Vitamin E Could Slow Alzheimer’s Progression in Patients

The Journal of the American Medical Association (JAMA) released a study demonstrating vitamin E may help slow the progression of Alzheimer’s disease in patients. Specifically, the study revealed that Alzheimer’s patients who took vitamin E showed a slower functional decline than patients who took a placebo.

According to the study, 613 participants with mild to moderate Alzheimer’s were treated, over the course of approximately five years, with either: (1) vitamin E; (2) memantine (a drug used to treat moderate to severe Alzheimer’s disease, but does not work for all patients); (3) both vitamin E and memantine; or (4) a placebo. Follow up testing and observations were measured by Alzheimer’s Disease Cooperative Study’s Activities of Daily Living scores over an average of 2.3 years. Results demonstrated that patients who took vitamin E as their treatment saw their disease progression decline 3.15 units less than the placebo group in patient functionality. According to JAMA, 3.15 units could be the difference between the “ability to dress or bathe oneself independently” or not. Although functional benefits were seen with the use of vitamin E, it is important to note that no cognitive benefits were observed between vitamin E takers and the placebo group.

Although participants who took only vitamin E showed better functional ability, participants who took both vitamin E and memantine did not see the same results. In fact, the results in disease progression were similar for both the memantine group and the memantine plus vitamin E group: approximately 1.98 units less than the placebo group.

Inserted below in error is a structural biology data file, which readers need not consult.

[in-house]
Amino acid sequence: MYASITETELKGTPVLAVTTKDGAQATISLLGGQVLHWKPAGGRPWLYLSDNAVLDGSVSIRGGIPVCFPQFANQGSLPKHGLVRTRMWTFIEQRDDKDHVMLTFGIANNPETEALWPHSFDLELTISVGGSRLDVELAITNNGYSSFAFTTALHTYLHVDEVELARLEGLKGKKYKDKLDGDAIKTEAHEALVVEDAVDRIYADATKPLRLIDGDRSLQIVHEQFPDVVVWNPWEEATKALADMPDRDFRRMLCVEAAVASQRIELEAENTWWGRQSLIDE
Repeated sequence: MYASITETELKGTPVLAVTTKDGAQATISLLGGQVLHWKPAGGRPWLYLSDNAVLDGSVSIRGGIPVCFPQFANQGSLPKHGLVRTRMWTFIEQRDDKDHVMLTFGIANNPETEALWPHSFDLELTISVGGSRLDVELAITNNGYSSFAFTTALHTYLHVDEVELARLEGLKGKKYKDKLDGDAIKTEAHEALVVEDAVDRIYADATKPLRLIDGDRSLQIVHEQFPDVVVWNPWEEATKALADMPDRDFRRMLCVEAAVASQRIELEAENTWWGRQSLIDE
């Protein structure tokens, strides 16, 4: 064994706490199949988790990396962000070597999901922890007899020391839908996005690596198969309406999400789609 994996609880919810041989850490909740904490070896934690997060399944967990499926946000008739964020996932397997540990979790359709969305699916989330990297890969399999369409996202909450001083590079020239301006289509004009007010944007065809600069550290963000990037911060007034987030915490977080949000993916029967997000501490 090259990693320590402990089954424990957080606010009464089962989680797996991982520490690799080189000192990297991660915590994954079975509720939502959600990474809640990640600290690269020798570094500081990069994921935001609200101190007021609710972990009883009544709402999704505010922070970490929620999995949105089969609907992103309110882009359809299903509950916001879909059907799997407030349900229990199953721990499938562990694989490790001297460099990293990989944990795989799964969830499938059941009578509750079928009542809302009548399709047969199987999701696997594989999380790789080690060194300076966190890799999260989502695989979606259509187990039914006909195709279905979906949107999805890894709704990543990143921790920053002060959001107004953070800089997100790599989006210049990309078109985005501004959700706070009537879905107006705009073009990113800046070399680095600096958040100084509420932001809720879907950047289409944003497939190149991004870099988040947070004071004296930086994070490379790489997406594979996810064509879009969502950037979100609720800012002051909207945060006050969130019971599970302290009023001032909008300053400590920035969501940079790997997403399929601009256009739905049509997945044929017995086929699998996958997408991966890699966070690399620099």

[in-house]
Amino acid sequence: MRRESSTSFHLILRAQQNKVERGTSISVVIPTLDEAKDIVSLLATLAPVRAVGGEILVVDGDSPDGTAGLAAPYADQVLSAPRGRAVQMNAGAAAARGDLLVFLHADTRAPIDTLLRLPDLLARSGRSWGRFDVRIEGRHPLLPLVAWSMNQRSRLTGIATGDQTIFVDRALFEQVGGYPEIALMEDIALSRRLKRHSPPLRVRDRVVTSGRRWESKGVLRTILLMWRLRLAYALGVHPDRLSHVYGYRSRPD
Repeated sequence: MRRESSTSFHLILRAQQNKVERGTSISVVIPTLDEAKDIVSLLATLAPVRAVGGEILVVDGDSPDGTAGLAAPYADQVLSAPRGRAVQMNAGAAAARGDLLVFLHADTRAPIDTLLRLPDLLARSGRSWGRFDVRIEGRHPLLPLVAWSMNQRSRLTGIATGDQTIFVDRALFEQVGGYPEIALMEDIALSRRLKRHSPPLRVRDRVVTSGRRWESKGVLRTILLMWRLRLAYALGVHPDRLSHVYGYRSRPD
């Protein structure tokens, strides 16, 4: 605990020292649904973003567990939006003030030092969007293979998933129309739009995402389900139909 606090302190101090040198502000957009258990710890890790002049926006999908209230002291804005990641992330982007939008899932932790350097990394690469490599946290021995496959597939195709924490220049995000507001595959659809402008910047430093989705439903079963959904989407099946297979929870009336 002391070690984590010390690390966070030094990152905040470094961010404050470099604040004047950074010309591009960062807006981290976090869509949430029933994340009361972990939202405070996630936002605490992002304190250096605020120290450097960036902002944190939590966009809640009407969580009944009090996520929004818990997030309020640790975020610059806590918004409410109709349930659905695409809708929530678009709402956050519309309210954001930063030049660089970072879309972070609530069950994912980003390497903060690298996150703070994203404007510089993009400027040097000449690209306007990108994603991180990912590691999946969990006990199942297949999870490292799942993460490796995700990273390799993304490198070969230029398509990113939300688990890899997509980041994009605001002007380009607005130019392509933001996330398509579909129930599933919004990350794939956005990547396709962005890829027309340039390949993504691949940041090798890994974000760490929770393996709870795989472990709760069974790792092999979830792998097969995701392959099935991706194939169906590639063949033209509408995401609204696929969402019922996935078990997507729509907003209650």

Maria Carrillo, an Alzheimer’s Association vice president, noted, “This is a well done study by a solid research group,” CNN reports. Carrillo further stated, “The results are positive enough to warrant more research to replicate and confirm these findings, but should not change current medical practice. No one should take vitamin E for Alzheimer’s except under the supervision of a physician.”

However, Dr. Scott Small, the director of Columbia University Medical Center’s Alzheimer’s Disease Research Center, believes “clinicians will now start considering vitamin E,” reports CNN. “In the future there will be very little discussion when we have a clearer, yes-or-no answer,” Dr. Small stated.

According to the study’s researchers, the benefit of lowering patients’ functional decline can also help alleviate the excessive burden on caregivers, which is another major issue surrounding Alzheimer’s disease.